Wife, mother, independent student of life, writer, volunteer. Born May 23, 1916, in Prince Rupert, B.C., died Oct. 30, 2011, in Delta, B.C., of natural causes, aged 95.
Who better suited to describe a life lived, than the person who lived it? Marjorie wrote, “I just want to tell you all what a joyous experience life has been for me. … I have had a husband who let me follow my own needs and interests, as I hope I let him follow his. My children and grandchildren have delighted me by their independence, and yet have given all the love I could have asked. Good friends I have had too, all of whom added their share of joy. My love to you all and may I see you in the great, “To Be Continued.”
That was when she was 80. She went on to live 15 more years.
Marjorie was already engaged to someone when she met her future husband, Harold. It only took them five months to rectify the situation and become bride and groom. They had three children over the next 26 years. Harold predeceased her and waited patiently in the middle dresser drawer for her to join him.
During her life there were incredible changes in social attitudes. She was a progressive in many areas. She was a Christian Sunday-school teacher who taught tolerance of others’ beliefs. Long before it was popular, she had her own set of tools and she knew how to use them. We all knew that if we wanted to see the light of another day, we had to put them back where we found them.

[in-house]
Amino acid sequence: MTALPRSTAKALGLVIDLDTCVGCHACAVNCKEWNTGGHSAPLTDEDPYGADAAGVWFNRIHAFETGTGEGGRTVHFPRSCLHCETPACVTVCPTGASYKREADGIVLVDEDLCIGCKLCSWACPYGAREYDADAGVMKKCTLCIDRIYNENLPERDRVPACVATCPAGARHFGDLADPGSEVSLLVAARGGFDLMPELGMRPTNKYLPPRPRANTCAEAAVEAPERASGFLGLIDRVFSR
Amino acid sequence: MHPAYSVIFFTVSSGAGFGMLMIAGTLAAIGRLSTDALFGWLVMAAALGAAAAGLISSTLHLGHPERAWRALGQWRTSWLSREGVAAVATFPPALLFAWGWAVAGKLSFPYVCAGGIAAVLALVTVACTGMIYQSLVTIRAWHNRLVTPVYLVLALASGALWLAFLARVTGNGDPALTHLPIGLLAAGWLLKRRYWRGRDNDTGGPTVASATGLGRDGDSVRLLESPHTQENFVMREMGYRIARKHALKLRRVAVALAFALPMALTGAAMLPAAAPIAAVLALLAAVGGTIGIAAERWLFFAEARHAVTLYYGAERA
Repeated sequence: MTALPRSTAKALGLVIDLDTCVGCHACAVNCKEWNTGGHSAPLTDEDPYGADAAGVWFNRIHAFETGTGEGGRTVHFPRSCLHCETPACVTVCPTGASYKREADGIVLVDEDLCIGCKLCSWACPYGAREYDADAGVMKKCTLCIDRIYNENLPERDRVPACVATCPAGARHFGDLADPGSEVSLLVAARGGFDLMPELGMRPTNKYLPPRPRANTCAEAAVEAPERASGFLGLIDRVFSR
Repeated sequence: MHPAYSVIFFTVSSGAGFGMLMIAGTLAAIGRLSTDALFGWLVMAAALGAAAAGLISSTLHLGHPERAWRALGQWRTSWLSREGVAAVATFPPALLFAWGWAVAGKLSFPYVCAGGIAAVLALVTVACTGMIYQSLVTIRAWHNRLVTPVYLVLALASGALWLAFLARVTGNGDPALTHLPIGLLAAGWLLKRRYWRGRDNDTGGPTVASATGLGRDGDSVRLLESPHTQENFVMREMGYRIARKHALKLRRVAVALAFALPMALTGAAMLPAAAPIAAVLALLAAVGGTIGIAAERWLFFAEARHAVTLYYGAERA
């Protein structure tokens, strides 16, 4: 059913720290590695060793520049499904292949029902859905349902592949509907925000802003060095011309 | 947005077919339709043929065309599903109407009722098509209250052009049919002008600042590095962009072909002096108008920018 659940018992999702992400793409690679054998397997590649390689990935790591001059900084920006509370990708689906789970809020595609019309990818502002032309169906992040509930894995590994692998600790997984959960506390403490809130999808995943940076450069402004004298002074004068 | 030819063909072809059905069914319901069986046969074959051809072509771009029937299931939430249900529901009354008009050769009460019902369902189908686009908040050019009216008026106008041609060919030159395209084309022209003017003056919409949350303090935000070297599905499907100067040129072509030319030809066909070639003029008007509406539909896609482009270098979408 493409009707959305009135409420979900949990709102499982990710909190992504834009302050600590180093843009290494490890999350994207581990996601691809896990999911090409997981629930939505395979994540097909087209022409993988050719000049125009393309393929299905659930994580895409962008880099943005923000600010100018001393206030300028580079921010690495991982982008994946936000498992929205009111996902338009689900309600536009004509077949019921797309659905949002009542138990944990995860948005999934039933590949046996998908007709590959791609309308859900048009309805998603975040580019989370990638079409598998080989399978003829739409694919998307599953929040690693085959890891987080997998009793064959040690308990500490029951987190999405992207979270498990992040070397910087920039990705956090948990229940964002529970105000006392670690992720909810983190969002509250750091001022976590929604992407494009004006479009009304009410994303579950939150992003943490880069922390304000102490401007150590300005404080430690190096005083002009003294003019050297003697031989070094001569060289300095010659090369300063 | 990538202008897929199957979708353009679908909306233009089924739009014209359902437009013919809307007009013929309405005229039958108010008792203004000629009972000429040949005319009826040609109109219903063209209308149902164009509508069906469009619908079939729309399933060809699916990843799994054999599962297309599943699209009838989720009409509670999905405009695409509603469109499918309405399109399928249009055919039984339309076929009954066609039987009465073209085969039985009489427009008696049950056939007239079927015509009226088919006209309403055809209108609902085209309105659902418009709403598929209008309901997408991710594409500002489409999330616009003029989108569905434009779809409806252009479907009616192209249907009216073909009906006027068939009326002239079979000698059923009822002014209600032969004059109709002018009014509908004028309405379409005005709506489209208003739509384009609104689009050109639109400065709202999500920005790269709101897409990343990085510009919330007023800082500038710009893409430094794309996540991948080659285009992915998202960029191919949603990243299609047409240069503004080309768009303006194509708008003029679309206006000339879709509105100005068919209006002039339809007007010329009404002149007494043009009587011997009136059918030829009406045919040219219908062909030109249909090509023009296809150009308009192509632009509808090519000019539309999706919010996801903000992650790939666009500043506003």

She worked in the china department at Woodward’s department store. There she learned an appreciation of fine china. When a child broke a piece, she simply mended it, stating the person was far more precious than the item. She had very few ornaments that were not mended.
While her eyesight was good, she was an avid reader and read tirelessly at the CNIB to those who could no longer read. She believed in giving back through volunteering and supported charities and those less fortunate than herself.
Although she was disappointed that she never made a concentrated effort to achieve her dream to be a writer, she kept journals of her life. Her first journal was an actual ledger book given to her by a neighbour. The first 12 pages had been removed, thus, the first entry was on page 13. She thought this was quite appropriate as it flew in the face of superstition.
As her world began to shrink and she was no longer able to do things for herself, she became restless. Her mind never let her down and she always remained curious about life. It was her body that began to shut down. True to her independent nature, she made her own decision. She made peace with her God. She took to her bed and gradually quit eating and eventually quit drinking. On Oct. 29, she was in her own home singing with her three children. The next day she found her great “To Be Continued.”
Andrea West is Marjorie’s daughter-in-law.Report Typo/Error
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